I think the easiest way is to get a reference to the objects you want to track.

So you will have the transform of each one of them.

You will have to design the type of movement in this case so that they do not chase them in a straight line.

To avoid (surround collisions) I think it could be done using a collider and changing the direction of the ship when the overlap event occurs.

I once made a program with OpenGL. It really seemed like i was sailing in infinite space.

I used a transformation matrix.

You can simulate spherical and cylindrical coordinates using these matrices.

In mathematics, a spherical coordinate system is a coordinate system for three-dimensional space where the position of a point is specified by three numbers: the radial distance of that point from a fixed origin, its polar angle measured from a fixed zenith direction, and the azimuthal angle of its orthogonal projection on a reference plane that passes through the origin and is orthogonal to the zenith, measured from a fixed reference direction on that plane. It can be seen as the three-dimensi...

A cylindrical coordinate system is a three-dimensional coordinate system that specifies point positions by the distance from a chosen reference axis (axis L in the image opposite), the direction from the axis relative to a chosen reference direction (axis A), and the distance from a chosen reference plane perpendicular to the axis (plane containing the purple section). The latter distance is given as a positive or negative number depending on which side of the reference plane faces the point.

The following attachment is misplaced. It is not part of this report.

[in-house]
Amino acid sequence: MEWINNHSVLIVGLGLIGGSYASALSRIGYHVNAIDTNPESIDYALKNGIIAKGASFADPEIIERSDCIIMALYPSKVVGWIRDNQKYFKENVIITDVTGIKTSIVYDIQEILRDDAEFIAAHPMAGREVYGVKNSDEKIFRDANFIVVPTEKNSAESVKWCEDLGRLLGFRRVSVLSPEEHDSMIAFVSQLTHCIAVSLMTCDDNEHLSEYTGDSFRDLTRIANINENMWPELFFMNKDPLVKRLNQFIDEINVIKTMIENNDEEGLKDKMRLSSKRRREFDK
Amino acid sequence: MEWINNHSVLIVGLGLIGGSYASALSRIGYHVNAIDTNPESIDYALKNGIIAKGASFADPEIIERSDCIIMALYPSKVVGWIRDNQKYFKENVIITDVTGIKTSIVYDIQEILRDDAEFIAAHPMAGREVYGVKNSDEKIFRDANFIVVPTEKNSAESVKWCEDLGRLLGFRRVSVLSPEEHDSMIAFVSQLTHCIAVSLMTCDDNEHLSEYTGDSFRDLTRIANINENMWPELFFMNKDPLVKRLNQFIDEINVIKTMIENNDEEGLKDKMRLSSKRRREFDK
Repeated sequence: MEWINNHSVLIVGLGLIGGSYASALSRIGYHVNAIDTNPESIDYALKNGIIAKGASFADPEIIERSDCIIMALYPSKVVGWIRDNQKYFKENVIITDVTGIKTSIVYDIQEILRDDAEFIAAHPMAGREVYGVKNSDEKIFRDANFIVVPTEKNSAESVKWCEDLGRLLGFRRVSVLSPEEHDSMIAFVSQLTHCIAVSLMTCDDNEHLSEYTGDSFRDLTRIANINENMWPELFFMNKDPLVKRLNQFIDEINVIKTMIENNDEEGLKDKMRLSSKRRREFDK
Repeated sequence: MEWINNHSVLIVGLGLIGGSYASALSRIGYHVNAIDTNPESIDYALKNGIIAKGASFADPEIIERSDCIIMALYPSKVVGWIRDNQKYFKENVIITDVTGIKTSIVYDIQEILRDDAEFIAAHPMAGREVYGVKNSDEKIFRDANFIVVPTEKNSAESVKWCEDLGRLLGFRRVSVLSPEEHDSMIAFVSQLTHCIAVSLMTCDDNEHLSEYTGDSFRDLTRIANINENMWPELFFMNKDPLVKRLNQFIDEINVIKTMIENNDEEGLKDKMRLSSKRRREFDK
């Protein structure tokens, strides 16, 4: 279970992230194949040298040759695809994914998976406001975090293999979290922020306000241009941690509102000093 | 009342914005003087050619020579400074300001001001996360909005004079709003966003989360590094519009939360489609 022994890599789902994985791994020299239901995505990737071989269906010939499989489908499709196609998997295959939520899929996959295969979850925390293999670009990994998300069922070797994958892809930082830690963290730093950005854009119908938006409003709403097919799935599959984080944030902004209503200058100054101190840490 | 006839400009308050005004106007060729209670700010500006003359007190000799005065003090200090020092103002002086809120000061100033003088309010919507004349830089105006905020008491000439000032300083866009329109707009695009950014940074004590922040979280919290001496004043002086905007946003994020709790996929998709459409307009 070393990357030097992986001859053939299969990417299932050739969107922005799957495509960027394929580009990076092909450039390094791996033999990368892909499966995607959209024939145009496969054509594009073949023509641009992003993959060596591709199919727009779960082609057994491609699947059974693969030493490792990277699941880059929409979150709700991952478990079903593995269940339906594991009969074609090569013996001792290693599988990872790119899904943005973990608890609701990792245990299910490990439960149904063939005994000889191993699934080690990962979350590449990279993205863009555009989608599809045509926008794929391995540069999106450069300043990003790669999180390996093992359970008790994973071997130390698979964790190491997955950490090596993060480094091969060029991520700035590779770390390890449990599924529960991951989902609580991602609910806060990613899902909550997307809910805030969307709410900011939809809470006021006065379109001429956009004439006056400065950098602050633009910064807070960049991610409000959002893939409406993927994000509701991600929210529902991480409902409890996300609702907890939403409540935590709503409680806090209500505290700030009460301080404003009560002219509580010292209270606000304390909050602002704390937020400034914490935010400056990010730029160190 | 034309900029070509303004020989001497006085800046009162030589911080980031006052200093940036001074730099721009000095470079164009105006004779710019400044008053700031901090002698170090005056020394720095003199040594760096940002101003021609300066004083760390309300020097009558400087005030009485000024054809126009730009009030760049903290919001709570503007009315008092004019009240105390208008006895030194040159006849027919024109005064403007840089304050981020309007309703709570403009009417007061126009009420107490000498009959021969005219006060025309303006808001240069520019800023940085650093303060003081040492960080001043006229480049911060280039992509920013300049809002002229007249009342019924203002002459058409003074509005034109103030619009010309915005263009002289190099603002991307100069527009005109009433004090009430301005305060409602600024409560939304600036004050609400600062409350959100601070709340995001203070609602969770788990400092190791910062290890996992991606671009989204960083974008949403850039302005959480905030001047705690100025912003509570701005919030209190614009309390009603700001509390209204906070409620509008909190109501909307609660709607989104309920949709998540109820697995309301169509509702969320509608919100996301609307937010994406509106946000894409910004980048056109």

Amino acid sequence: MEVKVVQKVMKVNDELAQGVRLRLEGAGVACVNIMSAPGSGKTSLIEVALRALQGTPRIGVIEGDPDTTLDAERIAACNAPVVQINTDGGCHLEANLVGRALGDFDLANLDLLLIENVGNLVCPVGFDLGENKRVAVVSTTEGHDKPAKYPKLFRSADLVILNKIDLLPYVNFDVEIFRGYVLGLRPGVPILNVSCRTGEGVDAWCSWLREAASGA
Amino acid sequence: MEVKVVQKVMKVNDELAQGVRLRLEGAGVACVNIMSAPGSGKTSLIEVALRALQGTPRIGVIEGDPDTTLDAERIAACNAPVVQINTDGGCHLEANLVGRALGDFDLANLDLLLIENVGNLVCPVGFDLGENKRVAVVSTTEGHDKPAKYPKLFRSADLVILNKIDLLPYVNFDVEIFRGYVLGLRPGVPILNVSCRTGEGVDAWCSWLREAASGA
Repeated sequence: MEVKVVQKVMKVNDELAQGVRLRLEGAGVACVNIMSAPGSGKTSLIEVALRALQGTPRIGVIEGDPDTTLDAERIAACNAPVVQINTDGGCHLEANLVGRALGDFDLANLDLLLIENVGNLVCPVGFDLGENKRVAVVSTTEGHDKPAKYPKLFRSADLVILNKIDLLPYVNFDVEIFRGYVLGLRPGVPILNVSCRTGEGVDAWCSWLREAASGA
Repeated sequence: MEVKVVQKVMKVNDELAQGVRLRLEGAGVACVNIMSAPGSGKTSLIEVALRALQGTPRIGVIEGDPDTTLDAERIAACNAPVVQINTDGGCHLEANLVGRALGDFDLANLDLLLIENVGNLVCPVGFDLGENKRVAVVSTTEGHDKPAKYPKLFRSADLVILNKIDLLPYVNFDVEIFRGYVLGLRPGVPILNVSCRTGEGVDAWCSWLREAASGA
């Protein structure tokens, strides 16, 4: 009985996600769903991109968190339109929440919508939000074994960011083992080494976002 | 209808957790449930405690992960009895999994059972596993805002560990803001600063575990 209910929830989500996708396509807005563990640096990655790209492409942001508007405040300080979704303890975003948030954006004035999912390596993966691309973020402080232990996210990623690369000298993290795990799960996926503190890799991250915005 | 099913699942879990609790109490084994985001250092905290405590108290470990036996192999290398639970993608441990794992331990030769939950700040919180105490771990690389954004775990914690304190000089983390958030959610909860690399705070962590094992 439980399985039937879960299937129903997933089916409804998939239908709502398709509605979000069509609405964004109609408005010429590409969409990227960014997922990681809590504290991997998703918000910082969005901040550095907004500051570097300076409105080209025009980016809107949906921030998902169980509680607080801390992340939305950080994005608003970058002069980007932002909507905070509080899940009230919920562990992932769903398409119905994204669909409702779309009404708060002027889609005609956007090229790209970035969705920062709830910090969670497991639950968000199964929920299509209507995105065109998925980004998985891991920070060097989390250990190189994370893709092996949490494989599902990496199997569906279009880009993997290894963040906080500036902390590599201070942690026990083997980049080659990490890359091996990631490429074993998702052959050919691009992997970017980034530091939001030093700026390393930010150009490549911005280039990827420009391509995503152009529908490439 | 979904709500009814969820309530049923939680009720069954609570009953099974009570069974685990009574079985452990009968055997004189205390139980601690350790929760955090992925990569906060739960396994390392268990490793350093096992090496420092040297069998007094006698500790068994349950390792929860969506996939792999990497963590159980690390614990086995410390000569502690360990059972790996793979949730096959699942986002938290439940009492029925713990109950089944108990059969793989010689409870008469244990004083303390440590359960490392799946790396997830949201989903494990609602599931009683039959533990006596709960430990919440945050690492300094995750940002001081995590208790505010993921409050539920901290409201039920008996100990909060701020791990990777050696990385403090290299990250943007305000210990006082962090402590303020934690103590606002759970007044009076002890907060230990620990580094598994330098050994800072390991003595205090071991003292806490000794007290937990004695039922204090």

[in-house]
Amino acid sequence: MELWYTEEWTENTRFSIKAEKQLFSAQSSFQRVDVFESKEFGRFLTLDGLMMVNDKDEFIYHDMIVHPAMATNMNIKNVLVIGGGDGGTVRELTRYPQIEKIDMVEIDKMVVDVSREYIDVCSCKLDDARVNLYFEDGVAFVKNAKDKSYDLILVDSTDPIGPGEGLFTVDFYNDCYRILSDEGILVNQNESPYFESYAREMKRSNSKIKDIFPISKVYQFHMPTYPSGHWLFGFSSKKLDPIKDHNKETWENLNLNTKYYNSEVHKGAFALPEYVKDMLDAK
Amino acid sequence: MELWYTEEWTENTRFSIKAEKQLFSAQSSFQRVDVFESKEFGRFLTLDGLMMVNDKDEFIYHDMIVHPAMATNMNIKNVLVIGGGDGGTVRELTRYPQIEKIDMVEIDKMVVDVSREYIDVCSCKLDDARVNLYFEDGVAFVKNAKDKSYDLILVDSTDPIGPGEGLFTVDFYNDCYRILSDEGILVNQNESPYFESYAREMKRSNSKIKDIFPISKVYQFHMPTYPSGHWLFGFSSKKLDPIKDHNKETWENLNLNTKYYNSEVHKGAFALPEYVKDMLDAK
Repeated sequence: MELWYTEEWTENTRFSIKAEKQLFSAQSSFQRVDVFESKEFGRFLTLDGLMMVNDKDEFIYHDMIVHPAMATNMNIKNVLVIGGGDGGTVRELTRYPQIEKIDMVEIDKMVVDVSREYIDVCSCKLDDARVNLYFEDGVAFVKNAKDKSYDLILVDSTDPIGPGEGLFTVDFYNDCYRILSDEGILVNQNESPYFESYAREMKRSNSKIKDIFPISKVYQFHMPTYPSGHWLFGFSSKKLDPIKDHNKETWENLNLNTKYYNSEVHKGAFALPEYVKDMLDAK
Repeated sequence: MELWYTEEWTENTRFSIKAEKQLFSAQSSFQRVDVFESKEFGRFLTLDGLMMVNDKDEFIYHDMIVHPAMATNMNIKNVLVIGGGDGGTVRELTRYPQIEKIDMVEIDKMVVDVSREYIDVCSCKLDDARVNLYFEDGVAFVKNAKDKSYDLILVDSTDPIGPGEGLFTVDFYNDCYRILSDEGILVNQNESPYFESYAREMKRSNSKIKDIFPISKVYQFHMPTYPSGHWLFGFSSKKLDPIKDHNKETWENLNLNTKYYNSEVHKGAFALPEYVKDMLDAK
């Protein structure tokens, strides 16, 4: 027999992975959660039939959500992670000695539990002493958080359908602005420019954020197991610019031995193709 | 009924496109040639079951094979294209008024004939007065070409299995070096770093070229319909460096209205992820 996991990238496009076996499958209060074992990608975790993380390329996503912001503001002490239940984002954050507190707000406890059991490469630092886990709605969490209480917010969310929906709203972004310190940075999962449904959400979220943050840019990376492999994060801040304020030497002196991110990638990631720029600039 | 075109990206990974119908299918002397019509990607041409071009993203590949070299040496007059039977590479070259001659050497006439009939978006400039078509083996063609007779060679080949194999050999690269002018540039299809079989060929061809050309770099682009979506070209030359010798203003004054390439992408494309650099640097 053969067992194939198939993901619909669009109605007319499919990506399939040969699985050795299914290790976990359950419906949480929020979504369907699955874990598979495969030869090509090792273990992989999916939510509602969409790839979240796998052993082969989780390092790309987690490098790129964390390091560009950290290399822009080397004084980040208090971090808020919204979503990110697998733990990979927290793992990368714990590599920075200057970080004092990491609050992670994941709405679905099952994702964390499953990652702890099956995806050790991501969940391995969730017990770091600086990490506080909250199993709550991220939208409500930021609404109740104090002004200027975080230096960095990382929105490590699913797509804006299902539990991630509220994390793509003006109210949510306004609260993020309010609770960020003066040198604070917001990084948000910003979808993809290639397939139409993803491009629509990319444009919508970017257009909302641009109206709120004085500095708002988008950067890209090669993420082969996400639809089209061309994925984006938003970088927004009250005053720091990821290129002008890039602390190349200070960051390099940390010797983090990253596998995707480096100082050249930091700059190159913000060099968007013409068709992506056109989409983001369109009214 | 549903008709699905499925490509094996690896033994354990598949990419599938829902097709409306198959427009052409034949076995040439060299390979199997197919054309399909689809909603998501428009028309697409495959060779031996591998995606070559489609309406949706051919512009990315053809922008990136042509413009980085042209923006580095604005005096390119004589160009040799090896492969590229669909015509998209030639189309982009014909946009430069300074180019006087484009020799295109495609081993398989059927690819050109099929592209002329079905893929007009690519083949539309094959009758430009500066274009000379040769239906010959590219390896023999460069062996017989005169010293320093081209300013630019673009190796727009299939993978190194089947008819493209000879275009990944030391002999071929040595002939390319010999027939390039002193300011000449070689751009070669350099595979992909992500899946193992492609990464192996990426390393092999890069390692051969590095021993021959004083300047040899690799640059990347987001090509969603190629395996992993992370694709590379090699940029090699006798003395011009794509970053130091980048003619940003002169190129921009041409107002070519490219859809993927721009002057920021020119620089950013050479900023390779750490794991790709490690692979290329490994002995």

Spherical coordinates worked better for me.

So I think matrix mathematics is the solution to your problem.

who saves always has

you just have to copy, paste and learn how to use.

float MRotx[4][4]={//16
{1 , 0, 0, 0},
{0, cos(beta) , sin(beta), 0},
{0, -sin(beta) , cos(beta), 0},
{0, 0, 0, 1} };

float MRoty[4][4]={//16
{cos(fi), 0, -sin(fi), 0},
{ 0, 1, 0 , 0},
{sin (fi) , 0 , cos(fi), 0},
{0, 0, 0, 1} };

float MRotz[4][4]={//16
{cos(alfa) , sin(alfa), 0, 0},
{-sin(alfa) , cos(alfa), 0, 0},
{0, 0 , 1, 0},
{0, 0, 0, 1}};

float MRot[4][4]={
{(cos(fi)*cos(beta)) , ((-sin(fi)cos(alfa)) + (cos(fi) sin(beta)*sin(alfa))), ((sin (fi)*sin(alfa)) + (cos(fi)*sin(beta)*cos(alfa))), 0},
{ (sin(fi)*cos(beta)) , ((cos(fi)*cos(alfa)) + (sin (fi)*sin(beta)*sin(alfa))), ((-cos(fi)*sin(alfa)) + (sin (fi)*sin(beta)*cos(alfa))), 0},
{ -sin(beta), cos(beta)*sin(alfa), cos(beta)*cos(alfa), 0},
(eyex/w), (eyey/w), ((eyez-20-0.001)/w), (escala/100)}
};
float MRot[4][4]={
{(cos(fi)*cos(beta)) , ((-sin(fi)cos(alfa)) + (cos(fi) sin(beta)*sin(alfa))), ((sin (fi)*sin(alfa)) + (cos(fi)*sin(beta)*cos(alfa))), 0},
{ (sin(fi)*cos(beta)) , ((cos(fi)*cos(alfa)) + (sin (fi)*sin(beta)*sin(alfa))), ((-cos(fi)*sin(alfa)) + (sin (fi)*sin(beta)*cos(alfa))), 0},
{ -sin(beta), cos(beta)*sin(alfa), cos(beta)*cos(alfa), 0},
{(objeto->origen->x/w), (objeto->origen->y/w), ((objeto->origen->z-0.001)/w), (objeto->escala/100)}
};

```
float MTranformacion[4][4]={
{(cos(fi)*cos(beta)) , ((-sin(fi)*cos(alfa)) + (cos(fi)* sin(beta)*sin(alfa))), ((sin (fi)*sin(alfa)) + (cos(fi)*sin(beta)*cos(alfa))), 0},
{ (sin(fi)*cos(beta)) , ((cos(fi)*cos(alfa)) + (sin (fi)*sin(beta)*sin(alfa))), ((-cos(fi)*sin(alfa)) + (sin (fi)*sin(beta)*cos(alfa))), 0},
{ -sin(beta), cos(beta)*sin(alfa), cos(beta)*cos(alfa), 0},
{ pos_x, pos_y, pos_z, 1}
};
```

Cheers!!